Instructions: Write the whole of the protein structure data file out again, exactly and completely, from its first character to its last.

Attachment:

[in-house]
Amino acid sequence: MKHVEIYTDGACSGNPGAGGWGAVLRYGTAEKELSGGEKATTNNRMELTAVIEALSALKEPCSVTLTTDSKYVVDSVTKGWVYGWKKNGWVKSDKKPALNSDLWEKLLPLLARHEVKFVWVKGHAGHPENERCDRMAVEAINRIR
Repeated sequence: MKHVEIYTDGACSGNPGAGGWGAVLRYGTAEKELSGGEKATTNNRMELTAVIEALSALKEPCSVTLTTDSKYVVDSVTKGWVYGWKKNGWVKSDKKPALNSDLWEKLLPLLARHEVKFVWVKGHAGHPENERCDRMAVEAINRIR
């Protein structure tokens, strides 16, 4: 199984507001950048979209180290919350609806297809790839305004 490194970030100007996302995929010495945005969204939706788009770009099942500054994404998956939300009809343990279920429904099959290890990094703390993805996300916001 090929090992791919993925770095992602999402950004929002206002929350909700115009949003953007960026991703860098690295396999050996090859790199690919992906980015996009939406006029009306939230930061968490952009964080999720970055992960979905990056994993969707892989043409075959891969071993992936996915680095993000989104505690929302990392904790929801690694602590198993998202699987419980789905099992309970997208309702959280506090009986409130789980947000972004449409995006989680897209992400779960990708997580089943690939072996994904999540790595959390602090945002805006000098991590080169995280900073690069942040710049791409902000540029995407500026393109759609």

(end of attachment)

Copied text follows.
[in-house]
Amino acid sequence: MKHVEIYTDGACSGNPGAGGWGAVLRYGTAEKELSGGEKATTNNRMELTAVIEALSALKEPCSVTLTTDSKYVVDSVTKGWVYGWKKNGWVKSDKKPALNSDLWEKLLPLLARHEVKFVWVKGHAGHPENERCDRMAVEAINRIR
Repeated sequence: MKHVEIYTDGACSGNPGAGGWGAVLRYGTAEKELSGGEKATTNNRMELTAVIEALSALKEPCSVTLTTDSKYVVDSVTKGWVYGWKKNGWVKSDKKPALNSDLWEKLLPLLARHEVKFVWVKGHAGHPENERCDRMAVEAINRIR
């Protein structure tokens, strides 16, 4: 199984507001950048979209180290919350609806297809790839305004 490194970030100007996302995929010495945005969204939706788009770009099942500054994404998956939300009809343990279920429904099959290890990094703390993805996300916001 090929090992791919993925770095992602999402950004929002206002929350909700115009949003953007960026991703860098690295396999050996090859790199690919992906980015996009939406006029009306939230930061968490952009964080999720970055992960979905990056994993969707892989043409075959891969071993992936996915680095993000989104505690929302990392904790929801690694602590198993998202699987419980789905099992309970997208309702959280506090009986409130789980947000972004449409995006989680897209992400779960990708997580089943690939072996994904999540790595959390602090945002805006000098991590080169995280900073690069942040710049791409902000540029995407500026393109759609």